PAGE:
Gov. Perdue greets Atlanta attorney Yonni Kim at the ceremony.

South Korea’s rise from devastation to its current status as the world’s 15th largest economy was a dominant theme of a reception held in Atlanta June 29 commemorating the 60th anniversary of the Korean War.

Hae Jin Chun, Korea’s consul general in Atlanta, referred to his country’s economic ascent from “total devastation and hopeless poverty” as “a miracle of history.”

Gov. Sonny Perdue; Robert McCubbins, president of the Korean War Veterans Association, Georgia chapter and Jay Eun, president of the Korean American Association of Greater Atlanta, all referred to Korea’s economic success.

“With determination and hard work by the Korean people, along with aid from the U.S. and the international community, a miracle of history began to take shape,” Mr. Chun said.

In addition to its status as an economic power, he referred to Korea’s membership in the United Nations and to its appointment as chair of the G20 Summit 2010 to be held in Seoul, Korea, in November.

The sacrifice of both U.S. and Korean soldiers was honored as providing the foundation for Korea’s economic rise. The invasion in the early morning hours of June 25, 1950, brought the country “to the brink of extinction,” Mr. Chun said.

The defense of the Republic of Korea “during a time of greatest hardship and despair” by the U.S. and 15 other nations, however, “served as a foundation for us to regain hope, and for that, we have been and always will be grateful,” he added.

Mr. Chun also said that over the three years of fighting nearly 37,000 American soldiers lost their lives, including 740 from Georgia.

Mr. McCubbins, who represents 92 Korean War veterans in the association’s Georgia chapter, cited the number of U.S. soldiers killed, adding that many more Koreans were killed in the war.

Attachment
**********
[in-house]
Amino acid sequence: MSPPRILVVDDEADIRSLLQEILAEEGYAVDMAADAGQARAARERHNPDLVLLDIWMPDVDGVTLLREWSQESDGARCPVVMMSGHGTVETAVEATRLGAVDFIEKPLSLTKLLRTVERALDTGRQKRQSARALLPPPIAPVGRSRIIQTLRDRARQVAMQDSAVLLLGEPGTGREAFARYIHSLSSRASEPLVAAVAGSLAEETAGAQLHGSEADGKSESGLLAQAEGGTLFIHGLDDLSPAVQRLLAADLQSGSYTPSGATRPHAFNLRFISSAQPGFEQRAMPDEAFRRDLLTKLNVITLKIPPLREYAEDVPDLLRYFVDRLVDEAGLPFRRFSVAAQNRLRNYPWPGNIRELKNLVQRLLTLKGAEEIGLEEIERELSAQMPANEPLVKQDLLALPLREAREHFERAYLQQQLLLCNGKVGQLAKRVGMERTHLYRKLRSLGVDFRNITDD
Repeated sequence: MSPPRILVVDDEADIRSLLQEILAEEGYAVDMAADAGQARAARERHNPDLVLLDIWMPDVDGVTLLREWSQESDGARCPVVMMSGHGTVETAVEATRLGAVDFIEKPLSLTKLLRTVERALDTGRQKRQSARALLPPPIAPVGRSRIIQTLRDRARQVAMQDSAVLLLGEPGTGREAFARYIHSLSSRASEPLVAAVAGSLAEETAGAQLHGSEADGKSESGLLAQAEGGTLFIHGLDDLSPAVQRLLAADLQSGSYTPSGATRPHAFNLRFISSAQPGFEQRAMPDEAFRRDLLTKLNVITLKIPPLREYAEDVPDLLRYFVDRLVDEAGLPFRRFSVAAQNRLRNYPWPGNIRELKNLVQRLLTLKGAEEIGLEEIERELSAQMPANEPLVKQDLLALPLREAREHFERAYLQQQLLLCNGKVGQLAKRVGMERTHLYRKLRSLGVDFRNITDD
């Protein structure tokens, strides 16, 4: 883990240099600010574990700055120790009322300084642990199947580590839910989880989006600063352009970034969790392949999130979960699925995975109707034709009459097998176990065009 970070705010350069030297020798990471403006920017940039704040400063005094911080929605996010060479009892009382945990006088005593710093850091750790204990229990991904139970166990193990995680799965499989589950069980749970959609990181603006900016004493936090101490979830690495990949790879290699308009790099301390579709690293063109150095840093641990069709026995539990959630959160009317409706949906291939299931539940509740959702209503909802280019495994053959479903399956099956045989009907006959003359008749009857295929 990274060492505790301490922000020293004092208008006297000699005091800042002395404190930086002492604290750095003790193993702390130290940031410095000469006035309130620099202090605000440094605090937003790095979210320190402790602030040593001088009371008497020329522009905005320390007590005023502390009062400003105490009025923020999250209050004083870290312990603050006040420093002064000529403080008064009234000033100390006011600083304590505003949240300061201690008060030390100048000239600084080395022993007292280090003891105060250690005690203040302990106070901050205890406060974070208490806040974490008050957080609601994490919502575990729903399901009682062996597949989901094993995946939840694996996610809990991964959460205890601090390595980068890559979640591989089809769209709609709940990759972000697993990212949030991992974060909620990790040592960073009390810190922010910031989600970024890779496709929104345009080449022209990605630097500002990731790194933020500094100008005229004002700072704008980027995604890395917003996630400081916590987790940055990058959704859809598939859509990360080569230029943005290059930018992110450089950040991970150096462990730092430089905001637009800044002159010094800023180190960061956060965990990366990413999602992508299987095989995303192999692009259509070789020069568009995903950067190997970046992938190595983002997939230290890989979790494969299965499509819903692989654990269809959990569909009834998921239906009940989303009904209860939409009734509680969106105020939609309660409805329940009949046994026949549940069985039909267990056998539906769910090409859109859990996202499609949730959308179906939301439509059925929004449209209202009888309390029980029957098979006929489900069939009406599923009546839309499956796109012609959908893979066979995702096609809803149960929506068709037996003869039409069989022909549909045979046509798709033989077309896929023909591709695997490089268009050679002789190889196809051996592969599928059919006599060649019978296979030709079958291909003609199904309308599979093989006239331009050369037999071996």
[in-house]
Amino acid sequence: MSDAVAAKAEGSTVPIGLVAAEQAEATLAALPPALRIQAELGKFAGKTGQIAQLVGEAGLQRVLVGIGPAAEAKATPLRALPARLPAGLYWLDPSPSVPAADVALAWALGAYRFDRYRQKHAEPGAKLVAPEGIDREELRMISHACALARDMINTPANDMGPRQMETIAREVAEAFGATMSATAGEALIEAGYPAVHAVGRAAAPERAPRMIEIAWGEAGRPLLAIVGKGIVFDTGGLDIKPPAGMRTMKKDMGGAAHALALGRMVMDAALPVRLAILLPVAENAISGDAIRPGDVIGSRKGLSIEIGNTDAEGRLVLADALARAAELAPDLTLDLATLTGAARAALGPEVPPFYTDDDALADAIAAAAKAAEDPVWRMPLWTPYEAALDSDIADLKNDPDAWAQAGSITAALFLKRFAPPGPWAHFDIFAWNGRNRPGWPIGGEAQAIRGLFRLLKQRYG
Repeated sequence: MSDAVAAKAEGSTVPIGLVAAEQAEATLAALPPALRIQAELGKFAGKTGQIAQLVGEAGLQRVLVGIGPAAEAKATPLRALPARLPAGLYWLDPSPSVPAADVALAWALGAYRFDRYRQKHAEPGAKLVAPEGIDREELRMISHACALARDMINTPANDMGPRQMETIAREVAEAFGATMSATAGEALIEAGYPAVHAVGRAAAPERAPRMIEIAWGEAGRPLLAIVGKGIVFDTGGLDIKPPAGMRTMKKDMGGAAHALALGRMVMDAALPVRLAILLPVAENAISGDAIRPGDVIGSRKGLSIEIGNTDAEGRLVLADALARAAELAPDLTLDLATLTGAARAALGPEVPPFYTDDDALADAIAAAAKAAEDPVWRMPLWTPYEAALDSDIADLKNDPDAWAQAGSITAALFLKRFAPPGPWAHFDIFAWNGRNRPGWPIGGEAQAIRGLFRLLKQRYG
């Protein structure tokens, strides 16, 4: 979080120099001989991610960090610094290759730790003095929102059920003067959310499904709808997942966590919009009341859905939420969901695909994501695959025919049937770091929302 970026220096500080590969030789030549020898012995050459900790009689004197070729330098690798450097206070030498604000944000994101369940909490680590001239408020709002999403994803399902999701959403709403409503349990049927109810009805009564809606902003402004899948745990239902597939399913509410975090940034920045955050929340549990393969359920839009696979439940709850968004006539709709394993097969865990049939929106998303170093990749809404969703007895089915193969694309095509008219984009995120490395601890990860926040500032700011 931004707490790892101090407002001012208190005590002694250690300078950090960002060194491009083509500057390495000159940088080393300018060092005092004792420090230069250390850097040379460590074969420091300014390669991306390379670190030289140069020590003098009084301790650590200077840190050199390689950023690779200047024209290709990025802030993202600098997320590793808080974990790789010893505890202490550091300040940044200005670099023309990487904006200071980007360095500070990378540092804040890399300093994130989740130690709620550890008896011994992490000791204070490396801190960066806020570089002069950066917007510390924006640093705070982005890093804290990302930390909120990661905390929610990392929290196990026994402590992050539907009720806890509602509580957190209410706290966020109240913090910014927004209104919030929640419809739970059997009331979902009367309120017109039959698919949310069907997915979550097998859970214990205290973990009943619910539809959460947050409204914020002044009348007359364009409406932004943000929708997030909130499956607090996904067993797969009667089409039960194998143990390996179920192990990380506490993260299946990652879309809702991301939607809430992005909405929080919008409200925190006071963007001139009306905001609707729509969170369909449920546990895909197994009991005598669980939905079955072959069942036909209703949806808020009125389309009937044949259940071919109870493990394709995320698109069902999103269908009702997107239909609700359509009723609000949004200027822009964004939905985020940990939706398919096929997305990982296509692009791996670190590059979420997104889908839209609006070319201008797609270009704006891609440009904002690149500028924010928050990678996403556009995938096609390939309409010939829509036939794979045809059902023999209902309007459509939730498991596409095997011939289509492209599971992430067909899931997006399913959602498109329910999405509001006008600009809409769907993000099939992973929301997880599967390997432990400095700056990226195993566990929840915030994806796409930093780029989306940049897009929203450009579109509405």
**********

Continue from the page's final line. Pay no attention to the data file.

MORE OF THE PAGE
Most of the chapter members are in their 80s and some 40 are active members. Many of the active members along with their families and friends, members of Georgia’s Korean-American communities and local officials and business representatives attended the ceremony held at the Cobb Energy Performing Arts Center.

Mr. McCubbins said that the Georgia chapter is named after Gen. Raymond Davis, a four star Marine general from Fitzgerald, who fought in World War II and the Korean and Vietnam wars.

He was awarded the Medal of Honor for his role in helping to save hundreds of trapped Marines during the 1950 battle of Chosin Reservoir while commanding the 1st Battalion, 7th Marines. Mr. Davis died in 2003.

Mr. Perdue stressed South Korea’s development in comparison to that of North Korea. He also praised the Korean-Americans living in Georgia for “elevating the quality of life” in the state.

Mr. Eun said that although the Korean War has been called “the forgotten war,” it wasn’t as demonstrated by this and many other commemorations. A film then was shown reviewing the war and including comments of gratitude and friendship from Korea’s president, Lee Myung-bak.

The event concluded with a performance in the center’s main hall by the Little Angels, a children’s folk ballet supported by the Korean government that is touring the United Nations countries that defended Korea during the war.

To learn more about the Little Angels, go to